The Eternals enlist a host of jazz friends for a sprawling cosmic suite. Hazy sunshine pop duo Wild Belle opens up with a ton of buzz.
By Brent DiCrescenzo|
The greatest thing about the Eternals is how the band squirms violently over any genre you hope to shove it in, like a cat over a bathtub. Is the long-running, continually underrated local duo hip-hop? Reggae? Funky punk? The new Can? Yes. And all those descriptors can be tossed in the trash with the band’s latest endeavor, its most ambitious to date.
After the cosmic dub and Bob-Moog-fronting-the-MC5 freak-outs of Approaching the Energy Field, spirited rapper-toaster-singer-poet Damon Locks and (mostly) bassist Wayne Montana are expanding exponentially with a lot of help from a lot of friends. In Millennium Park, the Eternals will unleash their hour-long “Espiritu Zombi Suite,” cowritten with local vibraphonist Jason Adasiewicz, who actually composed the horn parts here. Bringing this Sun Ra– and Fela-influenced mammoth to life are a grip of Chicago jazzers Matt Lux (bass), Josh Berman (cornet), Manny Bances (flute) and Nick Mazzarella (saxophone), as well as TOC’s Areif Sless-Kitain on drums. Vocalists Jeanine O’Toole and Tomeka Reid back up Locks in his fiery assessment of technological man. Not only is it a one-of-a-kind trip, there are yet no plans to record it.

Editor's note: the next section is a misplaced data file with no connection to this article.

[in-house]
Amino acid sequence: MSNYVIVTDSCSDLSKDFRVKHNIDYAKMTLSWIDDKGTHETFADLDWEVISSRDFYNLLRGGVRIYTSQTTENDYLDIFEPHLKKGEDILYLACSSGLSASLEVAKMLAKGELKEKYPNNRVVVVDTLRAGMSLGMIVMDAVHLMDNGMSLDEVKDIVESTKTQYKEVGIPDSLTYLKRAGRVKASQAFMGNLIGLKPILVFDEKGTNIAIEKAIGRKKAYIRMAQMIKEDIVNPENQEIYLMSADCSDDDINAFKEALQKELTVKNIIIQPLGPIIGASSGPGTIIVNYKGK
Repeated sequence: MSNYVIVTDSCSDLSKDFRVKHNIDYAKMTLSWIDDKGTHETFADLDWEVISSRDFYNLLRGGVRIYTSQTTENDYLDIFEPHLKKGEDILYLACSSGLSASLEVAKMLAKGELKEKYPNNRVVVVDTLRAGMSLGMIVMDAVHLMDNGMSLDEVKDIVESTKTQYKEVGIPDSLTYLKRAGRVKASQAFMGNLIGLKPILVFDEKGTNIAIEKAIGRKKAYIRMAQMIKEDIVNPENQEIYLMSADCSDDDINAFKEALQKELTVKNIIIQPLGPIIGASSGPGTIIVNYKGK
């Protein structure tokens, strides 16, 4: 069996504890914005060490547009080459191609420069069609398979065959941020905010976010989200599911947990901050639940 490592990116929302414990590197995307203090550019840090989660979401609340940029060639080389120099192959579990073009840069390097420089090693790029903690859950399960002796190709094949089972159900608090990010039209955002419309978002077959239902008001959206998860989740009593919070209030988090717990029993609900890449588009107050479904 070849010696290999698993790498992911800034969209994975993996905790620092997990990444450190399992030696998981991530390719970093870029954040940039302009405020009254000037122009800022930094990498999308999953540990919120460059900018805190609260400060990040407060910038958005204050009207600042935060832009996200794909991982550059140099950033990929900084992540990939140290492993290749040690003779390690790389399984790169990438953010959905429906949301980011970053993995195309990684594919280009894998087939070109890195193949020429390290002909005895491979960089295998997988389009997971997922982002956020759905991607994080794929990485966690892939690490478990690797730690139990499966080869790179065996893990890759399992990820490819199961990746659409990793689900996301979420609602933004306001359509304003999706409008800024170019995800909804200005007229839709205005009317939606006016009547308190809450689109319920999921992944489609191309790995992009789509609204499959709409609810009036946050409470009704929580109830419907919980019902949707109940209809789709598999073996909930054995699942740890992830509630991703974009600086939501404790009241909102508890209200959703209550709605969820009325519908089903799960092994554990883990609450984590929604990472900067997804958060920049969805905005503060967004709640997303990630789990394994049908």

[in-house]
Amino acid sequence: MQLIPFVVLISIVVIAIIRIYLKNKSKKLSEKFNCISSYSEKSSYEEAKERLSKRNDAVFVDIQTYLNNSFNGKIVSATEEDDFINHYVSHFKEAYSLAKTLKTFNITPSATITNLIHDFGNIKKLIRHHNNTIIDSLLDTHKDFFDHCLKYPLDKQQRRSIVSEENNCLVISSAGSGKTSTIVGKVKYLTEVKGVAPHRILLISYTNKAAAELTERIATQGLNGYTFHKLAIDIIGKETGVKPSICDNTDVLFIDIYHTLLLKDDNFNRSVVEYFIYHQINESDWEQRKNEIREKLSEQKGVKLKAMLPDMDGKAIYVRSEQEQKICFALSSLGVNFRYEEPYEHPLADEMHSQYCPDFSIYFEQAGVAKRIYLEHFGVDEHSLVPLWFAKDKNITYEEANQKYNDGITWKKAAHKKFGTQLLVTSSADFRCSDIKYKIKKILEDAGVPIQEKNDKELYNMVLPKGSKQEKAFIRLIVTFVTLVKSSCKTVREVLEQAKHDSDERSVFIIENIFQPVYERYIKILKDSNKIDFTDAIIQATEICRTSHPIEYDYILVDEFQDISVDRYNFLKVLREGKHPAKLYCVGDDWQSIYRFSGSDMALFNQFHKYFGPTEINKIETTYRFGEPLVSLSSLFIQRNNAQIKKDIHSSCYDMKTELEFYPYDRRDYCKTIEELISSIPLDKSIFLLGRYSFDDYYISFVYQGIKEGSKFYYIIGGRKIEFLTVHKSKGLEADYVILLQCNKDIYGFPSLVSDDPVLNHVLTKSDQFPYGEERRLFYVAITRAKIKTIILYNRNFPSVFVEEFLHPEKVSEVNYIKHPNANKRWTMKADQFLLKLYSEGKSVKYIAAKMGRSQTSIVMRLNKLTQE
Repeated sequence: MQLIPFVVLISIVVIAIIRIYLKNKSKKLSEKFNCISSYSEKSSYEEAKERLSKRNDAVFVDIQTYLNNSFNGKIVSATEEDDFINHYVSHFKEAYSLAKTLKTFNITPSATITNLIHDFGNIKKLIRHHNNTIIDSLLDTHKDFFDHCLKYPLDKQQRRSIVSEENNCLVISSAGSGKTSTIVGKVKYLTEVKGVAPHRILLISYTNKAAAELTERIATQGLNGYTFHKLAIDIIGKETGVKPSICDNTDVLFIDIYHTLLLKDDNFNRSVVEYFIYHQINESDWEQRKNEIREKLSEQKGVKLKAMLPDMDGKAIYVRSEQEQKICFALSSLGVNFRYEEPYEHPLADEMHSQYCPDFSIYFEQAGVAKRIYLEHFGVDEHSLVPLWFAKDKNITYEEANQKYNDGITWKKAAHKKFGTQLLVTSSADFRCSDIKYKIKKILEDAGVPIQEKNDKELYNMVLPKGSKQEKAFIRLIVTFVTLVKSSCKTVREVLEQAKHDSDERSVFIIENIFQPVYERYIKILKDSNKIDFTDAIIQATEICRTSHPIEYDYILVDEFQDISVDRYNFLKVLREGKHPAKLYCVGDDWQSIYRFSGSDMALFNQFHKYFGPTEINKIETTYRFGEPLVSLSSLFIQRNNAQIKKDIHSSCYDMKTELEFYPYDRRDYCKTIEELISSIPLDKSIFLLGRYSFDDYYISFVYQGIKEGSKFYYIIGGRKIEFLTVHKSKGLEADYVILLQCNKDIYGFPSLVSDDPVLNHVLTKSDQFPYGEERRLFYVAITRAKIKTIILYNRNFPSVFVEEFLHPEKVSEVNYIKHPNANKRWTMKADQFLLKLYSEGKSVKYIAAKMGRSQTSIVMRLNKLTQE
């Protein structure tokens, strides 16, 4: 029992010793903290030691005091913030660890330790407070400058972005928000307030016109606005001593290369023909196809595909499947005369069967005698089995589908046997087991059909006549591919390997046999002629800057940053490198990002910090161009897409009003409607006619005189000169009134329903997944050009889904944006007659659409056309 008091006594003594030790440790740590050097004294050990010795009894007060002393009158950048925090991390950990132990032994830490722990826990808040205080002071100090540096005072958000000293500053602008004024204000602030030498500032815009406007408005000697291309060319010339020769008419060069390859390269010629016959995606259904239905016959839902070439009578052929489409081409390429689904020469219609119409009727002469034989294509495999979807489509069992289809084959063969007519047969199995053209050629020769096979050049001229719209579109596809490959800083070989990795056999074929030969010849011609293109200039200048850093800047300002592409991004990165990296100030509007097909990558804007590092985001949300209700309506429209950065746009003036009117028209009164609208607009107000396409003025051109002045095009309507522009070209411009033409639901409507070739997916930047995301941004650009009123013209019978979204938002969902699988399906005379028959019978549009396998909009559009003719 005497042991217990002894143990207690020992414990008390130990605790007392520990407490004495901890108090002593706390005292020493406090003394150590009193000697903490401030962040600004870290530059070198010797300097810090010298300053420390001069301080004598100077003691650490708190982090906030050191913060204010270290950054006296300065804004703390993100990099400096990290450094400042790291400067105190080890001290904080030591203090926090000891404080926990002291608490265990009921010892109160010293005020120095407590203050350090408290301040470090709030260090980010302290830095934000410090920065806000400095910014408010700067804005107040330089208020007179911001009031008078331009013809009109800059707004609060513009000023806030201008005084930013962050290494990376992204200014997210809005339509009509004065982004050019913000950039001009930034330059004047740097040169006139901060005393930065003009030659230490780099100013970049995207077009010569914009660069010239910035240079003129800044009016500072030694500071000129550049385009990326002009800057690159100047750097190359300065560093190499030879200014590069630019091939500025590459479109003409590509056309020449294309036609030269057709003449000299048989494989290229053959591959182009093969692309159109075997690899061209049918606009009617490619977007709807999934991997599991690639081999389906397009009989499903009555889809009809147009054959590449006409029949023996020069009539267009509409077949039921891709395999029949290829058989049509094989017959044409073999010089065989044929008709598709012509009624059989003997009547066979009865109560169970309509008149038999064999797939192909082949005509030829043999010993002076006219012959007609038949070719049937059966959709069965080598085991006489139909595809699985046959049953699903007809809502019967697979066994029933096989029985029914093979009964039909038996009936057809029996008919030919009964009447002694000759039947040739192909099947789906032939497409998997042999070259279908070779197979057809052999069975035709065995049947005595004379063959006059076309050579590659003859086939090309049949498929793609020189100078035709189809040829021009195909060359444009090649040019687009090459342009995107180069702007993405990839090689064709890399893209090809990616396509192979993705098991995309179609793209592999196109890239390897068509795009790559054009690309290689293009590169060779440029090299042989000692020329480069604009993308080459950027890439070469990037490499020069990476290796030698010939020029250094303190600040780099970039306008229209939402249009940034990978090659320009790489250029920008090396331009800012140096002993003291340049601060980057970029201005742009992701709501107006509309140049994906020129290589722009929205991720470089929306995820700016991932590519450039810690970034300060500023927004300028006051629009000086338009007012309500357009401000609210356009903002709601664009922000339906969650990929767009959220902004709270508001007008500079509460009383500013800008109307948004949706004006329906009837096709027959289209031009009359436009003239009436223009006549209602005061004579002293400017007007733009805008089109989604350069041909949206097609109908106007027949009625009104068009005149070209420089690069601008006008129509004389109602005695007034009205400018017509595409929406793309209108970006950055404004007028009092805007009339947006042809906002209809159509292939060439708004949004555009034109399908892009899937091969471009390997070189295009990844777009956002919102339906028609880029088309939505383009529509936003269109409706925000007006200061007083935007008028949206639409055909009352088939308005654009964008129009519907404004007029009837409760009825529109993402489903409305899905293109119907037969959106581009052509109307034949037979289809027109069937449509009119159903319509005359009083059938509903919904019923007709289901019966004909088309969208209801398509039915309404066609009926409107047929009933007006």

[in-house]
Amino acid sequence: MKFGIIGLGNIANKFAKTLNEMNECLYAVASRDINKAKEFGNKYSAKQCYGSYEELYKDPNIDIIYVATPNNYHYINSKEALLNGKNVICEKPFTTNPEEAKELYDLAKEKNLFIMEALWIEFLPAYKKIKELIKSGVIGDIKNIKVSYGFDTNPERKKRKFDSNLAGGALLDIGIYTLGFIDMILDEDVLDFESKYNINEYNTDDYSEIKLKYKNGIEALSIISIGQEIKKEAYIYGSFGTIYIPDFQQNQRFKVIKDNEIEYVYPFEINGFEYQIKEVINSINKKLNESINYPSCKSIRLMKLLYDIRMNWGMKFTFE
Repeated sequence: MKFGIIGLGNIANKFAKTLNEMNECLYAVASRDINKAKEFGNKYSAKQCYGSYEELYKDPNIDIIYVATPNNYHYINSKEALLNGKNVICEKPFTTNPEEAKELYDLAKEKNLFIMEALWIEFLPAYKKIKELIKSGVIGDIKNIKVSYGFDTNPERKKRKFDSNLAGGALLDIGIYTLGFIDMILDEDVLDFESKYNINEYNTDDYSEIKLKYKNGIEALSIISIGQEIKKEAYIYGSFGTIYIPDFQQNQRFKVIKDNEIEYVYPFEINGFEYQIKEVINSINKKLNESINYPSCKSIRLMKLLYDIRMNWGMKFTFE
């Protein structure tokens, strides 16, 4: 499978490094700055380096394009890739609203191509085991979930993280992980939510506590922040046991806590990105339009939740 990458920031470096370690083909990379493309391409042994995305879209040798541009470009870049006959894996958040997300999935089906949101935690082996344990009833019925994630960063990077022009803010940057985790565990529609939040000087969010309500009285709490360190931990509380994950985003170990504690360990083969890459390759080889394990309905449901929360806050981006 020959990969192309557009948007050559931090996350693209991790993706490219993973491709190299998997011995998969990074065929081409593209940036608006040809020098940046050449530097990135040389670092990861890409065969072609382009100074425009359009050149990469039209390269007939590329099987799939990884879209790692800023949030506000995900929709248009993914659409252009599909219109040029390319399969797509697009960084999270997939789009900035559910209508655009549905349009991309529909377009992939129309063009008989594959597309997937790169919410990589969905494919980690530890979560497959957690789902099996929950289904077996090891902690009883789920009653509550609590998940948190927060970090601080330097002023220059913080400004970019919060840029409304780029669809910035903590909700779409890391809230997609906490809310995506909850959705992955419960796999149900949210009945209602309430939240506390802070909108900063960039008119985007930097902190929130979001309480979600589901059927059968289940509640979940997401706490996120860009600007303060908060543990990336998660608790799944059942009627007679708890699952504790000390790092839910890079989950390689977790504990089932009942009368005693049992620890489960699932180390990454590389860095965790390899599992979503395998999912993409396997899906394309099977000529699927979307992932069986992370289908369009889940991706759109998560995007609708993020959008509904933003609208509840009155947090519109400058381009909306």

Opening is Wild Belle, one of the most buzzed-about Chicago acts in a while. So buzzed about, in fact, that brother and sister Natalie Bergman and Elliot Bergman moved to Brooklyn. Of course. The two recently signed a publishing deal with EMI. The hype is on the strength of one single, “Keep You,” and deservedly. Thick horns punch up the summery pop with a dusty Jamaican flavor. “You better come and dance with me,” Natalie sweetly sings on “Take Me Away.” Under her irresistible pheromones, you can smell the coming royalties.